Notice of intent

Governor H R Bhardwaj’s notice to three ministers of the Karnataka Government to appear before him in connection with a petition addressed to him seeking their disqualification, has understandably turned into a political tug of war between the ruling BJP and the Opposition Congress. The petition, filed by some Congress leaders, seeks the disqualification of G Janardhana Reddy, G Karunakara Reddy and S Sreeramulu on the grounds that their status as ministers conflicted with their business in mining which required government licence, approval and clearances. A dispassionate look at the petition’s arguments, the lackadaisical attitude of the government towards the rapacious exploitation of the state’s natural resources and the charges made by the Reddys’ business rivals raise some grave questions. None has any doubt that as members of the Council of Ministers, and given their financial and political clout, the Reddys and Sreeramulu are in a position to influence government policies. Whether this has actually happened is what the Governor, it is assumed, is trying to examine.

The Reddys’ contention that the Governor has no powers to examine charges against them is ingenuous. Article 191 of the Constitution empowers the Governor to disqualify members of the State Assembly. While the Reddys’ response to the Governor’s summons has been less than respectful, the Governor’s subsequent reaction to their defiance — a threat to refer the notices to the Election Commission — was avoidable.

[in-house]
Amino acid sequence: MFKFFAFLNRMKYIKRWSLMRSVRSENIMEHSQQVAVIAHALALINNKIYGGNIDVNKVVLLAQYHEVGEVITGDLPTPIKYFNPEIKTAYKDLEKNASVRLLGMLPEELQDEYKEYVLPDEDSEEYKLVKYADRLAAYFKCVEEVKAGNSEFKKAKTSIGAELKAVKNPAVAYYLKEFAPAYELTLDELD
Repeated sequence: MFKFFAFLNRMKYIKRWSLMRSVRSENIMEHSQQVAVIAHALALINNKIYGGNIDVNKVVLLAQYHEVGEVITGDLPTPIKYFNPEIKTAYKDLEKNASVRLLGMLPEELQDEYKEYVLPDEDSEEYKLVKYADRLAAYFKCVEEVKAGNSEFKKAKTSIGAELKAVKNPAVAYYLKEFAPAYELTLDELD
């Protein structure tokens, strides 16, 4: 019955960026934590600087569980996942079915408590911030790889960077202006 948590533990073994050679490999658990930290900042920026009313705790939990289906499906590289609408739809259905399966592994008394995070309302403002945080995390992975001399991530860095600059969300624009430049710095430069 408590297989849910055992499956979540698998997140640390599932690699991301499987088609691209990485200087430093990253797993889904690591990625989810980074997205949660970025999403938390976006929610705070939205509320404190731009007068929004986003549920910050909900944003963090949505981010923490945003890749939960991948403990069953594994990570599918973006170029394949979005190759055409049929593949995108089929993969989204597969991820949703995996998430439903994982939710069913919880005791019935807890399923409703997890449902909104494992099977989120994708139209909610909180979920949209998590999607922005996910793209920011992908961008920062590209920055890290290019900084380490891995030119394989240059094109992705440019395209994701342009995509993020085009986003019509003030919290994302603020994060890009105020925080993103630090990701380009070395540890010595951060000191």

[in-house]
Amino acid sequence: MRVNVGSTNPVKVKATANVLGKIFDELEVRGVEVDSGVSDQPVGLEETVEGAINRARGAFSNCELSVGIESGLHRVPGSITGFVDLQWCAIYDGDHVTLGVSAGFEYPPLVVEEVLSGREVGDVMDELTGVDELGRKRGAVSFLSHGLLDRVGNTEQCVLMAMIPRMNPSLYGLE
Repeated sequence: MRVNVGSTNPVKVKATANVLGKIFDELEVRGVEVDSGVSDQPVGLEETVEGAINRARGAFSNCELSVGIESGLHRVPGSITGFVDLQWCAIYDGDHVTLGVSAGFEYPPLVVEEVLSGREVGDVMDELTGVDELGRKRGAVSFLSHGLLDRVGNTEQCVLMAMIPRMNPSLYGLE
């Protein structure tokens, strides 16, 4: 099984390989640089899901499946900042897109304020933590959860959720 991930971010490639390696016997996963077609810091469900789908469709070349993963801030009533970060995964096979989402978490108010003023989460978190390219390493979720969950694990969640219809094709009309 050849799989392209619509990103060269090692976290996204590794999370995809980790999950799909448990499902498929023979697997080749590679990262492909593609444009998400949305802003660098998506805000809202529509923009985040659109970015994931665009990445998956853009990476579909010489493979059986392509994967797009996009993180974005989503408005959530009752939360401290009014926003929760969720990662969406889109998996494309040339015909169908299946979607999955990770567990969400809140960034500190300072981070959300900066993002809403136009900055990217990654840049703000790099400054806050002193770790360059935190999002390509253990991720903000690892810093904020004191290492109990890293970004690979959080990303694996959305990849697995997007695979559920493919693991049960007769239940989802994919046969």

But the big question remains: Should the Governor have issued notices to the ministers, bypassing the Chief Minister? As a noted lawyer who rose to become the Law Minister of India, Bhardwaj may have been ill-advised on this score. The Governor, although instrumental in appointing the Chief Minister, is bound to act on the advice of the Chief Minister. And as the appointment of each minister is a prerogative of the Chief Minister, the latter assumes the responsibility of each minister’s actions. In that background, the Governor’s actions would have carried more conviction and weight if he had passed on Congress legislator Kondaiah’s petition to the Chief Minister and the presiding officers of the legislature for their consideration and awaited their response before acting on it. The Governor should not only be above party politics, but also should be seen to be above it.

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